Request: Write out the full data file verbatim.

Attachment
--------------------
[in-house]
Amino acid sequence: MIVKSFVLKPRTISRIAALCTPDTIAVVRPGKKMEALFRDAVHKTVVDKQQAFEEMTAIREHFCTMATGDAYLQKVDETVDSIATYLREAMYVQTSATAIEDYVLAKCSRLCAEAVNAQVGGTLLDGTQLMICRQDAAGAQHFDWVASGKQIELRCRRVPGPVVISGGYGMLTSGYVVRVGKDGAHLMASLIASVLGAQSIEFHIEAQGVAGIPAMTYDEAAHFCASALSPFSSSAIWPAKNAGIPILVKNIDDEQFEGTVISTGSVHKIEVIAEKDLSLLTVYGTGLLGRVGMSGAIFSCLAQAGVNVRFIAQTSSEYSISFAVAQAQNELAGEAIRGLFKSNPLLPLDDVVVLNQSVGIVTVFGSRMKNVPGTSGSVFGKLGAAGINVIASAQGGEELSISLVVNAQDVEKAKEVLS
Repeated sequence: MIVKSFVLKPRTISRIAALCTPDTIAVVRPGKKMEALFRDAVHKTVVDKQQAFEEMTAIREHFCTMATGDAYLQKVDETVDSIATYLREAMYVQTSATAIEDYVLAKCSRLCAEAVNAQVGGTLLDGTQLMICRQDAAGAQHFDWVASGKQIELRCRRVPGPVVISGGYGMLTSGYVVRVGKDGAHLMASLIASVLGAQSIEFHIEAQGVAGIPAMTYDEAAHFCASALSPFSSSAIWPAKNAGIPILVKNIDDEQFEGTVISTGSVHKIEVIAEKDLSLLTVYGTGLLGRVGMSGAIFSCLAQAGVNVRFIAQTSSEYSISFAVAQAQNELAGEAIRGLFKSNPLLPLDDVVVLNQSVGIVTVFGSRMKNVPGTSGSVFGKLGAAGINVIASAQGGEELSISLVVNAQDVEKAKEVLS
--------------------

[in-house]
Amino acid sequence: MIVKSFVLKPRTISRIAALCTPDTIAVVRPGKKMEALFRDAVHKTVVDKQQAFEEMTAIREHFCTMATGDAYLQKVDETVDSIATYLREAMYVQTSATAIEDYVLAKCSRLCAEAVNAQVGGTLLDGTQLMICRQDAAGAQHFDWVASGKQIELRCRRVPGPVVISGGYGMLTSGYVVRVGKDGAHLMASLIASVLGAQSIEFHIEAQGVAGIPAMTYDEAAHFCASALSPFSSSAIWPAKNAGIPILVKNIDDEQFEGTVISTGSVHKIEVIAEKDLSLLTVYGTGLLGRVGMSGAIFSCLAQAGVNVRFIAQTSSEYSISFAVAQAQNELAGEAIRGLFKSNPLLPLDDVVVLNQSVGIVTVFGSRMKNVPGTSGSVFGKLGAAGINVIASAQGGEELSISLVVNAQDVEKAKEVLS
Repeated sequence: MIVKSFVLKPRTISRIAALCTPDTIAVVRPGKKMEALFRDAVHKTVVDKQQAFEEMTAIREHFCTMATGDAYLQKVDETVDSIATYLREAMYVQTSATAIEDYVLAKCSRLCAEAVNAQVGGTLLDGTQLMICRQDAAGAQHFDWVASGKQIELRCRRVPGPVVISGGYGMLTSGYVVRVGKDGAHLMASLIASVLGAQSIEFHIEAQGVAGIPAMTYDEAAHFCASALSPFSSSAIWPAKNAGIPILVKNIDDEQFEGTVISTGSVHKIEVIAEKDLSLLTVYGTGLLGRVGMSGAIFSCLAQAGVNVRFIAQTSSEYSISFAVAQAQNELAGEAIRGLFKSNPLLPLDDVVVLNQSVGIVTVFGSRMKNVPGTSGSVFGKLGAAGINVIASAQGGEELSISLVVNAQDVEKAKEVLS